People in their 20s often think they do not need a Will, particularly if they are single and do not consider themselves to have anything worth leaving. However, a Will that has your wishes clearly specified will make things a lot easier for your family. It is surprising how many families encounter conflicts over the division of a deceased person’s assets. Preparing a Will is not something you should delay and it is a common misconception that making a Will is something that only the elderly should do. Here are 5 good reasons why you should make a Will now, regardless of your age.
1. You own a property – you may be lucky enough to have got onto the property ladder during your 20s. If you do own a property, you should state what should happen to that property when you die. If you own a property in your sole name, for example, that you and your partner (who you are not married to) live in together, they would have no entitlement to this property in the event of your death. If you and your partner own your home jointly, then what happens to this in the event of one person’s death will depend on whether you own this together as joint tenants or tenants in common. If you own the property jointly with another person as ‘tenants in common’, a Will is particularly important, as it means that your share of the property does not pass automatically to your co-owner on your death and this share in the property will be passed on when you die either as per the terms of your Will (if you have one) or under the Rules of Intestacy if you don’t.
2. To provide for your pets – according to the law in England and Wales, pets are considered your personal possessions which means that you can gift them to someone else. Not only do pets hold a special place in our hearts but they become part of the family. You may wish to state who should look after your pet when you die and you can also set aside a sum of money in your Will to help care for your pet to cover all costs for looking after your pets to include vet bills and insurance.
3. To nominate a guardian for your children – you can use your Will to appoint a guardian for your children. In the event that both parents have died, your guardian will have parental responsibility for them while they are under 18, known as ‘minors’. If you fail to appoint a guardian for your children and both parents have died, the Court will typically have to appoint a guardian and this may not have been the person you would have chosen yourself. If, following your death, the child has a surviving parent who has parental responsibility, the appointment of your chosen guardian will not take effect for as long as there is a surviving parent.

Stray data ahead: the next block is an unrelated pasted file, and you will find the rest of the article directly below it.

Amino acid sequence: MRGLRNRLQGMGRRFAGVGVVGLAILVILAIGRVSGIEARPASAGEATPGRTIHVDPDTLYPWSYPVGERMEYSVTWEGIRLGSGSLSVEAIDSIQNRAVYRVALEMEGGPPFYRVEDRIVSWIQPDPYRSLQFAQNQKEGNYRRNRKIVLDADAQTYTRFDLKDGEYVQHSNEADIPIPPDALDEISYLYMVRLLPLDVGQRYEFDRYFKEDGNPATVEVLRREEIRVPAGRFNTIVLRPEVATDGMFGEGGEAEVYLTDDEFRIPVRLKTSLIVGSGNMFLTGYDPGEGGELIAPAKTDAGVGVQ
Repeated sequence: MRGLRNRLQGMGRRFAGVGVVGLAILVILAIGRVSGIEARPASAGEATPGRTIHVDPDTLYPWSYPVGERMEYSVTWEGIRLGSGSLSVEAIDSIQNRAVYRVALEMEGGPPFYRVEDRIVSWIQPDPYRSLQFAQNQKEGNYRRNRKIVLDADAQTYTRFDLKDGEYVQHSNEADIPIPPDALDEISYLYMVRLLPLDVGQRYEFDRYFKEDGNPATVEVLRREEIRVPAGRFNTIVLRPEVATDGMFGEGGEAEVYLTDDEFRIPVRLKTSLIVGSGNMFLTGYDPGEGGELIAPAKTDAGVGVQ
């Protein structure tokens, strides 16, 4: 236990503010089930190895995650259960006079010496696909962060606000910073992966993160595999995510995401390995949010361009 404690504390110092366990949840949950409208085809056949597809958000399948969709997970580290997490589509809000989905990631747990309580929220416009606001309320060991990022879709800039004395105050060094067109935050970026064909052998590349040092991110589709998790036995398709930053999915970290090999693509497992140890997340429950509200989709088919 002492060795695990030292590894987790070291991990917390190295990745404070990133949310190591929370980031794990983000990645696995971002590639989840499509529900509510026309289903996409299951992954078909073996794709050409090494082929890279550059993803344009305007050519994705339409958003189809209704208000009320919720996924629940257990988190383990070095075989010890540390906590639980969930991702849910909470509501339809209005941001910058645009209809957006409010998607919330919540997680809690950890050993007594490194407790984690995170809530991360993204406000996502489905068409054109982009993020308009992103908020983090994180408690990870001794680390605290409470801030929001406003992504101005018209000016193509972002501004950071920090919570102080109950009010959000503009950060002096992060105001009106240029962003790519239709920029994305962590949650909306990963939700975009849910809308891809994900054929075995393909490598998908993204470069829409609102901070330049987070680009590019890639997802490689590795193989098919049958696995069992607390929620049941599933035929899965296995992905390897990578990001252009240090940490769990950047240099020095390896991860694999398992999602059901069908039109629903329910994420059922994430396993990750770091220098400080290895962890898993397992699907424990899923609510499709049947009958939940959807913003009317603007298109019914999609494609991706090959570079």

4. To provide for younger family members – if you die without making a Will, the rules of intestacy apply which set out who inherits your estate. Broadly, this is your closest blood relative. If you are married then your spouse would be at the top of this list, then your children (if you have any) would be next in line, followed by your parents. While you are in your 20s, this is most likely to be your parents who would get half each. Even if you do not have very much, you may want this to go to younger brothers and sisters or perhaps to nieces and nephews. The only way to be certain this will happen is to make a Will. An example of this is with the death of 28 year old DJ and music producer Avicii. Under Swedish intestacy laws, which are similar to the UK’s, his entire estate passed to his parents as he did not leave a Will, he was not married and he did not have any children when he died.
5. To give your friends something to remember you by – you may not have huge cash sums to give away in your Will, but no doubt you will own items of sentimental value such as jewellery or photos. Perhaps these items would mean something to certain friends or relatives and a Will can be accompanied by a letter directing who should receive your most prized possessions.
If you would like advice on making a Will, please contact me on 01278 457891 or, alternatively, at firstname.lastname@example.org There is no charge for an initial enquiry so please contact us if we can be of any assistance.